Three months before Christmas, Steve Carlson of Burnsville already knows he will scratch some things off his holiday shopping list.
With consumer prices still high, Carlson said he and his wife plan to buy cheaper and smaller gifts for their family. “A lot more smaller gifts of lesser value. Get back to what [the holidays] used to be about,” he said while shopping at Twin Cities Premium Outlets recently.
For the same reasons, many consumers will start holiday shopping early and look for bargains, retail analysts say. And retailers are already starting to adjust.
According to an August survey of U.S. consumers by NPD Group, 43% will spend less on holiday purchases this year than last and 56% said they plan to shop earlier.
But not too early. Most of the shoppers a Star Tribune reporter spoke with at local malls last week said it was still too early to think about the holidays.
And even if people buy less, they may wind up spending more because consumer prices have risen so much this year. Deloitte’s annual holiday spending report, released last week, forecast that retailers will experience revenue increases of 4% to 6% over the holidays.
That’s in line with the annual growth the country saw before the pandemic as opposed to the outsized jump in holiday sales last year when sales shot up more than 15%.
“We are kind of back to normal,” said Rod Sides, global retail insights leader for Deloitte, in an interview with the Star Tribune.
Last year, retailers benefited from pent up demand when shoppers were excited to finally get together with loved ones. This year, disposable income in many households is being squeezed by higher prices for basics like food and energy. One result, said NPD analyst Marshal Cohen, is they will do less impulse spending, which typically accounts for one-fourth of holiday retail revenue.
The holiday season can not only greatly impact the full-year earnings of many retailers, but it also can be seen as a barometer for the overall health of the U.S. economy.
Doug Killian, of Lake Elmo, said he will likely give travel-related gift cards to loved ones this year. He plans to spend less than he did last year and reduce how many gifts he buys.
“For us, it’s more enjoying some of the traditions of church and enjoying the holiday lights,” Killian said.
Retailers are responding to the shift in consumer spending in a variety of ways. Several have hinted they will increase promotions and sales compared to last year to try to entice shoppers to buy. Amazon is rumored to be launching a second Prime Day in October. As it revealed its top toy list for the season, Walmart announced it would offer more temporary price “rollbacks” on toys this year to help customers save.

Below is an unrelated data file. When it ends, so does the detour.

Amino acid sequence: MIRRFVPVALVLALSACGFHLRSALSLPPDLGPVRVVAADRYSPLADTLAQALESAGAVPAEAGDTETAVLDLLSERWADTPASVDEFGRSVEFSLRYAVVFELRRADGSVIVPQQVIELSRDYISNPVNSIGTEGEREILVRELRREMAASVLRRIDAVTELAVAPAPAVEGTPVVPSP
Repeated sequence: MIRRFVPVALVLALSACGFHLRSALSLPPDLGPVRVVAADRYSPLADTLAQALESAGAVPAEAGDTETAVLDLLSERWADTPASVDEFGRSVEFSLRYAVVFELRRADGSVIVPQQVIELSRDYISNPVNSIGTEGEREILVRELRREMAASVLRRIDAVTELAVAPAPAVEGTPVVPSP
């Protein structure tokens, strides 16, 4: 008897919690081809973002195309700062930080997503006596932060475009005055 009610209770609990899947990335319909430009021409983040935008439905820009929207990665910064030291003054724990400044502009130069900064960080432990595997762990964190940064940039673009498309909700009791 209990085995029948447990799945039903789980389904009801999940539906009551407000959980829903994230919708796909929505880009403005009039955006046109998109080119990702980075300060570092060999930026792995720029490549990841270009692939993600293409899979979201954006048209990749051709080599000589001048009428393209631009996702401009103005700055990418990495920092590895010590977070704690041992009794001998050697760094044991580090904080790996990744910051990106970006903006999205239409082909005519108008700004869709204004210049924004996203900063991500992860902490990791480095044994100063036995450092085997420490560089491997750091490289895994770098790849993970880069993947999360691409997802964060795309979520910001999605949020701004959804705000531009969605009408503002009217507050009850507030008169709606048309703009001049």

Last week, Minneapolis-based Target announced its own top toys list with items starting at about $15, a few dollars cheaper than last year. Next month, Target will begin to sell an exclusive FAO Schwarz assortment of toys that will include products as cheap as $10 and 50 toys under $20.
Sides, of Deloitte, said he thinks the season will be “highly promotional” as retailers try to shed some excess inventory they ordered during the last year.
Some stores have adjusted the way they order products. As it works to reduce its inventory of unwanted items, Target has said it canceled more than $1.5 billion of fall product orders.
This month, Legacy Toys owner Brad Ruoho is ordering the majority of toys he hopes will be popular sellers come the holidays. It can still take long to get certain items, but shipping delays aren’t as much of a concern as before when he tried to stock early last year. Now, Ruoho, who plans to open a new store later this month at Rosedale Center, said he is being more selective on what he orders.
“I’m trying to predict what customers are buying and act accordingly,” Ruoho said. “We are trying to be careful and make sure we have enough stuff. … We’re going deeper into certain SKUs [stock keeping units] and not as wide in others.”
For example, Ruoho is reducing Legacy Toys’ model car selection from 200 to closer to 120 items focusing on some of the most popular models.
Ruoho expects holiday sales, which make up 30 to 40% of Legacy Toys’ annual business, will be down compared to last year. But he thinks parents will turn to Legacy Toys for that quality gift they may not be able to find at big box stores.
“There may not be 20 gifts under the tree, but there will be the main one,” he said.
Ordering products for Christmas has been a headache the last few years for Constantine Rolin, co-owner of the Hey Joy toy store which opened at the Mall of America in December of 2020. During the last two years, the store, whose founders are from the Ukraine, has missed some of its ordering deadlines and had to deal with logistical issues.
This season the Ukrainian-Russian war has hurt some of Hey Joy’s investors and forced Rolin and the rest of his partners to delay holiday ordering to just recently.
“It is extremely, extremely late,” he said.
But Rolin, who last year helped open two new Hey Joy toy stores, said he still feels positive about the season.
“Toys are things that make people happy,” he said.